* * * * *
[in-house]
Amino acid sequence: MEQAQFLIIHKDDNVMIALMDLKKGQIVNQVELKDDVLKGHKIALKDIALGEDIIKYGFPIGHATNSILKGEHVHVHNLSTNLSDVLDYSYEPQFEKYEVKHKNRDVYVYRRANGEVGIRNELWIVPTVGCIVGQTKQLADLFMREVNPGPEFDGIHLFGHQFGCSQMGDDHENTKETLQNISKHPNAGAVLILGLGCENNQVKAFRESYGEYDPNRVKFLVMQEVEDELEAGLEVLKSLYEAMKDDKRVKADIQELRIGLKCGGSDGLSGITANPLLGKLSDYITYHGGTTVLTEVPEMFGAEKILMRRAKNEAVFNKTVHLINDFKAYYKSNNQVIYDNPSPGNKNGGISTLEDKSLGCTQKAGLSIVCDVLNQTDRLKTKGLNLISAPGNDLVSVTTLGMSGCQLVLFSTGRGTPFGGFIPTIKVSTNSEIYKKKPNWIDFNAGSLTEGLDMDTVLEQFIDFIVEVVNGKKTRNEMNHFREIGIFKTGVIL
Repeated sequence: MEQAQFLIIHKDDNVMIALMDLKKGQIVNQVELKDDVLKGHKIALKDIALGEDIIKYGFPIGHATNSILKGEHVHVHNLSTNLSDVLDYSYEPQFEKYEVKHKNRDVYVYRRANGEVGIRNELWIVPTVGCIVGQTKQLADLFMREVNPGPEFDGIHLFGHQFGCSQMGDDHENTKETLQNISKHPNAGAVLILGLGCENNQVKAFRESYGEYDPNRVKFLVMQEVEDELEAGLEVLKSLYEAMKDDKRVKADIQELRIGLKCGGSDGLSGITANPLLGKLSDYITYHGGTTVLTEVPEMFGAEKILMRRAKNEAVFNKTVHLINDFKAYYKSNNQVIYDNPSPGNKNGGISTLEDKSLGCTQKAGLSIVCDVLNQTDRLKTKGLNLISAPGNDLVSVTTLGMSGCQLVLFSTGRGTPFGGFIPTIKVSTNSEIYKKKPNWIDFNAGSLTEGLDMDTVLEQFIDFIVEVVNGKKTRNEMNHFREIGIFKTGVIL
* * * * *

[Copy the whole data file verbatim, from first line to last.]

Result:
[in-house]
Amino acid sequence: MEQAQFLIIHKDDNVMIALMDLKKGQIVNQVELKDDVLKGHKIALKDIALGEDIIKYGFPIGHATNSILKGEHVHVHNLSTNLSDVLDYSYEPQFEKYEVKHKNRDVYVYRRANGEVGIRNELWIVPTVGCIVGQTKQLADLFMREVNPGPEFDGIHLFGHQFGCSQMGDDHENTKETLQNISKHPNAGAVLILGLGCENNQVKAFRESYGEYDPNRVKFLVMQEVEDELEAGLEVLKSLYEAMKDDKRVKADIQELRIGLKCGGSDGLSGITANPLLGKLSDYITYHGGTTVLTEVPEMFGAEKILMRRAKNEAVFNKTVHLINDFKAYYKSNNQVIYDNPSPGNKNGGISTLEDKSLGCTQKAGLSIVCDVLNQTDRLKTKGLNLISAPGNDLVSVTTLGMSGCQLVLFSTGRGTPFGGFIPTIKVSTNSEIYKKKPNWIDFNAGSLTEGLDMDTVLEQFIDFIVEVVNGKKTRNEMNHFREIGIFKTGVIL
Repeated sequence: MEQAQFLIIHKDDNVMIALMDLKKGQIVNQVELKDDVLKGHKIALKDIALGEDIIKYGFPIGHATNSILKGEHVHVHNLSTNLSDVLDYSYEPQFEKYEVKHKNRDVYVYRRANGEVGIRNELWIVPTVGCIVGQTKQLADLFMREVNPGPEFDGIHLFGHQFGCSQMGDDHENTKETLQNISKHPNAGAVLILGLGCENNQVKAFRESYGEYDPNRVKFLVMQEVEDELEAGLEVLKSLYEAMKDDKRVKADIQELRIGLKCGGSDGLSGITANPLLGKLSDYITYHGGTTVLTEVPEMFGAEKILMRRAKNEAVFNKTVHLINDFKAYYKSNNQVIYDNPSPGNKNGGISTLEDKSLGCTQKAGLSIVCDVLNQTDRLKTKGLNLISAPGNDLVSVTTLGMSGCQLVLFSTGRGTPFGGFIPTIKVSTNSEIYKKKPNWIDFNAGSLTEGLDMDTVLEQFIDFIVEVVNGKKTRNEMNHFREIGIFKTGVIL